A small but significant sector within UCT's academic community is gradually gaining recognition on campus with the launch of a Postdoctoral Research Fellows Association, which will be the first of its kind in the country.
In addition, Council has adopted a formal definition of postdoctoral fellows and approved memoranda of understanding and agreement between the university and postdoctoral fellows, and a grievance procedure to iron out any potential difficulties.
On the less formal side is a website, giving information for prospective fellows, and the Postgraduate Centre on upper campus where fellows can mingle or spend quiet time in the Rhodes Reading Room. They also have the use of the TB Davie Seminar Room that can house up to 45 people.
Postdocs, as they are more commonly known, fall into something of a twilight zone, neither students nor staff, but contributing greatly to the academic life of the university while they pursue their intellectual interests.
Yet although they frequently help out supervising students and giving lectures, their services have not always received the recognition deserved. And then, as non-members of staff, they have other headaches, such as difficulty finding parking along with the rest of the student masses, even though they may be the person scheduled to be at the podium.
Last year, UCT hosted 120 postdoctoral research fellows, who were funded to the tune of some R8.7-million. Ordinarily, they number around 100, and a significant number are based in the science and health sciences faculties.
Linda Vranas, director of the Postgraduate Centre and Funding Office, was instrumental in setting in motion some of the recent initiatives to give this sector more recognition, leading to the adoption of the memoranda of understanding and agreement, as well as the grievance procedure.
As part of this exercise, a survey was carried out among the 86 postdoctoral research fellows in October 2003. This survey probed issues such as entry into a postdoctoral fellowship at UCT, the broad experience of fellows and their longer-term career plans upon completion.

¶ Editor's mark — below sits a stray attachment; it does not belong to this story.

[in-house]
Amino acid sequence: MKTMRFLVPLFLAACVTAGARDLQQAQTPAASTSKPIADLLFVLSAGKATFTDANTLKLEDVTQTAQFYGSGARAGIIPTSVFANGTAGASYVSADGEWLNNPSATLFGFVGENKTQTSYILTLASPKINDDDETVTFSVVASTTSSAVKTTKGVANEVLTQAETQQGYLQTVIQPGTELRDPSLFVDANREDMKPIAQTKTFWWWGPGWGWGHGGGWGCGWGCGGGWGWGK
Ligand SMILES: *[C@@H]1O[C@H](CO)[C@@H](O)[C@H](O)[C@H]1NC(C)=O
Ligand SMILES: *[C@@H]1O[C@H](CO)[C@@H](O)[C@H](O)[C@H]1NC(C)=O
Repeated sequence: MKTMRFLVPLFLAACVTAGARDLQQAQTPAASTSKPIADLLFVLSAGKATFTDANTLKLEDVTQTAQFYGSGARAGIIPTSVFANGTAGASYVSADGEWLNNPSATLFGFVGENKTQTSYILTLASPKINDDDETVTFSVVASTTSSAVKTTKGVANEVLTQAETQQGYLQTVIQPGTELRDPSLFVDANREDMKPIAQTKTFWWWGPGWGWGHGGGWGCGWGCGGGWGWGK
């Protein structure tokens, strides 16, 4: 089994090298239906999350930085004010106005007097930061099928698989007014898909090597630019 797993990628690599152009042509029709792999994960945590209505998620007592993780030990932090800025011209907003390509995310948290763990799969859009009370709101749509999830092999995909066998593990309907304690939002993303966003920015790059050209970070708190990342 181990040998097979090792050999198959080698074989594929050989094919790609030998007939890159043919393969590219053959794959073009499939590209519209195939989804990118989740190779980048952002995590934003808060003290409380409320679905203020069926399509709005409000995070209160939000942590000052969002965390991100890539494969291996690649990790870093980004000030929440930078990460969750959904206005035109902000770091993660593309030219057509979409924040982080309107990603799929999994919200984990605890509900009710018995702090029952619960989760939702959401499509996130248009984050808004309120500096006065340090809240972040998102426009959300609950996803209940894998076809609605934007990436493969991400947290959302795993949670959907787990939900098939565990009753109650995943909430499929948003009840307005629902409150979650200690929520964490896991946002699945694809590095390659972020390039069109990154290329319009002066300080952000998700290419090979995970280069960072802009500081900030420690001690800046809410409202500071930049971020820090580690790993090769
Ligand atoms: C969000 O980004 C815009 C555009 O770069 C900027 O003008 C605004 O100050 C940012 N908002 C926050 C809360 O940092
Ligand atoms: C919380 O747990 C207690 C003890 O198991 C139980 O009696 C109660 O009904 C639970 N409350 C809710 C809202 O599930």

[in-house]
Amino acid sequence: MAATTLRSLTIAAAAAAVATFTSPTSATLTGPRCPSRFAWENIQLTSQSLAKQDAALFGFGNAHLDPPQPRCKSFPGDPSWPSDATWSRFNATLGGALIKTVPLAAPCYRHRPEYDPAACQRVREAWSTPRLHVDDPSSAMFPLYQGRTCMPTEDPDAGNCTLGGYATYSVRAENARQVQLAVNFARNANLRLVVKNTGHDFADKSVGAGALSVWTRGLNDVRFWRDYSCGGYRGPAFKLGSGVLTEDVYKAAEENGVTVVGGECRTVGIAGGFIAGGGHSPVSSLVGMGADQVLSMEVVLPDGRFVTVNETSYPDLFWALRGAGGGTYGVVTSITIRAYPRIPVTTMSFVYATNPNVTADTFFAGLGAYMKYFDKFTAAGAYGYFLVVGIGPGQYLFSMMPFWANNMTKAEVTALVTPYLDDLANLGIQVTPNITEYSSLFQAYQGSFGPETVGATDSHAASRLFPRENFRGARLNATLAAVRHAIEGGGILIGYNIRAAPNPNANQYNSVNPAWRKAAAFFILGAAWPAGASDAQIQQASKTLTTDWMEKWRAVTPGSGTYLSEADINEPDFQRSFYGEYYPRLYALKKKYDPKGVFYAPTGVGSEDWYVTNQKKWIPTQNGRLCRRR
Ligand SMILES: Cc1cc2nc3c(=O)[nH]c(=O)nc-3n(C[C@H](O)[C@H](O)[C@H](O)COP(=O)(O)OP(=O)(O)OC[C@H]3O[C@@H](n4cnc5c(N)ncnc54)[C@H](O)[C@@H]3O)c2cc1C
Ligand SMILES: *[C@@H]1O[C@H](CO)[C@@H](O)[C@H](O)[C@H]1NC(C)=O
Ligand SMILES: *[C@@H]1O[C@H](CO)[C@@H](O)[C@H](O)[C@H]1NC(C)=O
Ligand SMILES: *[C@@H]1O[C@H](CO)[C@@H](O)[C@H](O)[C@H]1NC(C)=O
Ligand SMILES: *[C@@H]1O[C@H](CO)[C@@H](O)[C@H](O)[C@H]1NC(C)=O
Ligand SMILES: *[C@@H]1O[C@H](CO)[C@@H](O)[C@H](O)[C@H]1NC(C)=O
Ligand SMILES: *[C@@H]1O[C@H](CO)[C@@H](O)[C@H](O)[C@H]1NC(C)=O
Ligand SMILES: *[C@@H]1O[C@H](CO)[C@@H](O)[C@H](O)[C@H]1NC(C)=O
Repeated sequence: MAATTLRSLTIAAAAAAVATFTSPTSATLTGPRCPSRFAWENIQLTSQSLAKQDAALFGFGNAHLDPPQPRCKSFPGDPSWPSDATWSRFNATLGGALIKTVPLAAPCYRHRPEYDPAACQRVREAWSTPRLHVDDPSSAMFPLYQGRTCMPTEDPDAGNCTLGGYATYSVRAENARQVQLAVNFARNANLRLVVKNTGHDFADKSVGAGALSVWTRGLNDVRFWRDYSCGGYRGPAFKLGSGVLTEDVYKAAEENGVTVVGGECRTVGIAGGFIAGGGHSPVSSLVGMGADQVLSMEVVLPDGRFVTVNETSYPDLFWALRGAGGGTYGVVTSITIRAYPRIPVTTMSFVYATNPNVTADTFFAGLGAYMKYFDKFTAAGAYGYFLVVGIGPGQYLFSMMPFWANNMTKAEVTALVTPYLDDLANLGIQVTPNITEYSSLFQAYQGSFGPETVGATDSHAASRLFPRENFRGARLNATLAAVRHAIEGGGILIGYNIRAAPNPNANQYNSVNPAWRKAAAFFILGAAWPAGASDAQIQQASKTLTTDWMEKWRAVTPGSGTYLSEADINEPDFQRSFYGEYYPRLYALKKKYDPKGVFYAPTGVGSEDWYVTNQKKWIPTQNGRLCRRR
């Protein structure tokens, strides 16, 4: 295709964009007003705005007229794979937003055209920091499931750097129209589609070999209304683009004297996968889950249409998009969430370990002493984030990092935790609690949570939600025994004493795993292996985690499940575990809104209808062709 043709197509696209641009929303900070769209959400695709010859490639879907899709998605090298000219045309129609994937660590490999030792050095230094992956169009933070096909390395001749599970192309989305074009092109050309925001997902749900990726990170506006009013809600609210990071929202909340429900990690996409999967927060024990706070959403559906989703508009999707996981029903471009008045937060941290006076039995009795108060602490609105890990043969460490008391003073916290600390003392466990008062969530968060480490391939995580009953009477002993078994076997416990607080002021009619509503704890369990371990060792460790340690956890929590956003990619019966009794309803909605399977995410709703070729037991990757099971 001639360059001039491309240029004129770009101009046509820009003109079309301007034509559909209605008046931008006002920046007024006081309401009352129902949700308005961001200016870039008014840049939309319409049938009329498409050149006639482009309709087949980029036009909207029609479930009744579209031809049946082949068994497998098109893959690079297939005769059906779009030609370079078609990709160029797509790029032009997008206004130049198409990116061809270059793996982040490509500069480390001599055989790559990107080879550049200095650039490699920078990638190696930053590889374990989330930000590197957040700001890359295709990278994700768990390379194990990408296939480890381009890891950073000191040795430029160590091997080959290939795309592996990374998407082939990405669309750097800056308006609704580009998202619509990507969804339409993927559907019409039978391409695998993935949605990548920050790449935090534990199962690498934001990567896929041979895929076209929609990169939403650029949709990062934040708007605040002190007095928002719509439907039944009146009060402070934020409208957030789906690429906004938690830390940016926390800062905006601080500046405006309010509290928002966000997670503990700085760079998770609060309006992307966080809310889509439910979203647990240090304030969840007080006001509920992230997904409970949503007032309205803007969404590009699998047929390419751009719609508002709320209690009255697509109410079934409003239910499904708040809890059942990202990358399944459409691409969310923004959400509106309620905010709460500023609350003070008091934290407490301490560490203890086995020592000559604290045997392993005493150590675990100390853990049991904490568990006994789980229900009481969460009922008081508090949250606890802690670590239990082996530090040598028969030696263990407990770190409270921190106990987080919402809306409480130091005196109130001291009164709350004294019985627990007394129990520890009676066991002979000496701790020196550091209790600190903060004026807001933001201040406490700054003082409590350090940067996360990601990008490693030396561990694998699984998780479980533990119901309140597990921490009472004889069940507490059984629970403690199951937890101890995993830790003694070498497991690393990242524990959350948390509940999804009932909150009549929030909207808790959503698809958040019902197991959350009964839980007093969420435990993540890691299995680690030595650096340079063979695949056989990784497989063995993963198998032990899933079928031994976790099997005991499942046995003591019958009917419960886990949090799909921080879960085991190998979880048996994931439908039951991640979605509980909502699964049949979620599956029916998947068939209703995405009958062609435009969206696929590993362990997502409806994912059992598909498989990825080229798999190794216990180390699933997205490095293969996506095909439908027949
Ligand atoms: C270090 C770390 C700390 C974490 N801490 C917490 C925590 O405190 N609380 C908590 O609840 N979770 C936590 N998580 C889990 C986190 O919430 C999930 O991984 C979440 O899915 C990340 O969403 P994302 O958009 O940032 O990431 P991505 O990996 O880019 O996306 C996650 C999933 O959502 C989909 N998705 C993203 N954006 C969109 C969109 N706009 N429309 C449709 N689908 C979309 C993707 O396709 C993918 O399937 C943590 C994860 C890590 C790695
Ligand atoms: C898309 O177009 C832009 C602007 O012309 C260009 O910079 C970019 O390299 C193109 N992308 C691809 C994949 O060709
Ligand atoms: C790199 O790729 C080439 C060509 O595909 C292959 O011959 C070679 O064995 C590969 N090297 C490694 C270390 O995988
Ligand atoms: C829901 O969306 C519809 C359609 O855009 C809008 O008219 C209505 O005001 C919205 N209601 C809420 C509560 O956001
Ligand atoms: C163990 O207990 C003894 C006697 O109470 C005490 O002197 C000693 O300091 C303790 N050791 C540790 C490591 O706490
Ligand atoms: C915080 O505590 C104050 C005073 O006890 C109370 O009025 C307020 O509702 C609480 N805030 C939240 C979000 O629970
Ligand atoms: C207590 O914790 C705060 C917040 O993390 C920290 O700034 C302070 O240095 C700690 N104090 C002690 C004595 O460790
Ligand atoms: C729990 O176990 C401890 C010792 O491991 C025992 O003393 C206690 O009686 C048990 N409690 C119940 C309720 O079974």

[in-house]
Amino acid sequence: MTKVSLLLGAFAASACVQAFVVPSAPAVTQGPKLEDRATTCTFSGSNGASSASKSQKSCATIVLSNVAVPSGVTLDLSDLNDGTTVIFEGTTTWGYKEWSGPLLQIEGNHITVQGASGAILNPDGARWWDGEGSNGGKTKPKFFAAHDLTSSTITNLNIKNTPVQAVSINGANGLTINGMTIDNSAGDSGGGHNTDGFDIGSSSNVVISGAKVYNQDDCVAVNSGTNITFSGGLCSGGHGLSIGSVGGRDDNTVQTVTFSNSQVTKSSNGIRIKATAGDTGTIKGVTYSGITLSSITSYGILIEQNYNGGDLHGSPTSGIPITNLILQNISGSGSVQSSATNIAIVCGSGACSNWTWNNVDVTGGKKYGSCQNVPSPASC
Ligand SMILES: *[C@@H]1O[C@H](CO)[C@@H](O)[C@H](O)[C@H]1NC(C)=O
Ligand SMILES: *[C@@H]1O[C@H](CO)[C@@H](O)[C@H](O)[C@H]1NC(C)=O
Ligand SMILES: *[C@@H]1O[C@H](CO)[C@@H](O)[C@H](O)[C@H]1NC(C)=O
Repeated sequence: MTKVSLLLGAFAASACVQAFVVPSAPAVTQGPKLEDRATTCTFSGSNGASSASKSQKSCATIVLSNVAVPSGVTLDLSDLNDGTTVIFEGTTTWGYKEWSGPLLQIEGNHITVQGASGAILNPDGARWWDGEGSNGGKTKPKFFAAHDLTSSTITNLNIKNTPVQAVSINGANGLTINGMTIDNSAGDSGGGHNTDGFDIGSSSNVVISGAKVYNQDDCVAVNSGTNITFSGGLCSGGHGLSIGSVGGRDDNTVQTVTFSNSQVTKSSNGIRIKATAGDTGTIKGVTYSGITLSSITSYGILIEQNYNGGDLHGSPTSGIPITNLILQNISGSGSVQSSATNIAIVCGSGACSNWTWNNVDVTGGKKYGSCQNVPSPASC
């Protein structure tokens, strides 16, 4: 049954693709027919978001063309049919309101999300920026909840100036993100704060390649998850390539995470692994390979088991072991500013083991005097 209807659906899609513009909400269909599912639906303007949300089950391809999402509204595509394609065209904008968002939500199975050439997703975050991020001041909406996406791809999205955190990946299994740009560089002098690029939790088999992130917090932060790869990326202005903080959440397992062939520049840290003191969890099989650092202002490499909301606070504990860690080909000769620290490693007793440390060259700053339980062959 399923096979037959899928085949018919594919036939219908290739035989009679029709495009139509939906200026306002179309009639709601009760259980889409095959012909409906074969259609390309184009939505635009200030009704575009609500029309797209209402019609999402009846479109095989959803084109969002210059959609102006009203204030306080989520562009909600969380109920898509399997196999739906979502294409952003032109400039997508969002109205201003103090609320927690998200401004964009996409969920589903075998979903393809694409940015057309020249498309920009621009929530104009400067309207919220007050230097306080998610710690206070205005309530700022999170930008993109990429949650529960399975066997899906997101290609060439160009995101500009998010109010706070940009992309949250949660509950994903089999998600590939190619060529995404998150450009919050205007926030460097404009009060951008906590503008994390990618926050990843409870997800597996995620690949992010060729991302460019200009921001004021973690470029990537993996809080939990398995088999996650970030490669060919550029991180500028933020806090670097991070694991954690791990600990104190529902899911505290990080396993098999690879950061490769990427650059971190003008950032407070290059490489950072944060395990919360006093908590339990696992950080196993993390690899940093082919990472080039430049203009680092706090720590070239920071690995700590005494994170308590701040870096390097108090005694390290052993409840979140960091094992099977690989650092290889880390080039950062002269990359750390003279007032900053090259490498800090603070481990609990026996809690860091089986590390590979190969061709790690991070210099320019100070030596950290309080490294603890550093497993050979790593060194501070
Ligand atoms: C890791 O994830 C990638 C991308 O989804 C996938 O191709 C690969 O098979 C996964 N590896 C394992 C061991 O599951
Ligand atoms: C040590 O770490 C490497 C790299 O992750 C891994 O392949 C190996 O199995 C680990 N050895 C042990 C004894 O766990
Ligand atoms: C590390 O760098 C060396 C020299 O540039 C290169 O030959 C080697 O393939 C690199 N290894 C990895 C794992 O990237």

This survey yielded important information with regard to the current profile of the fellows, as well as in relation to their research and working activities.
Working closely with Vranas and her team were the postdoctoral fellows in health sciences who have already established their own association (the Health Sciences Postdoctoral Fellows Association, or HSPFA) to begin to address some of the issues facing their members.
Key in this initiative was Dr Lester Davids (currently chair of the HSPFA) and his executive who added to the hard ground work started in 2003, addressing the needs and gripes of the postdocs.
Davids believes the new Postdoctoral Research Fellows Association could be the beginning of something bigger, with similar associations being established at other universities around the country, thereby enhancing their networking capacity.
At a cocktail party for postdocs last week, he said that UCT had many firsts in its 175-year history, this initiative being yet another.
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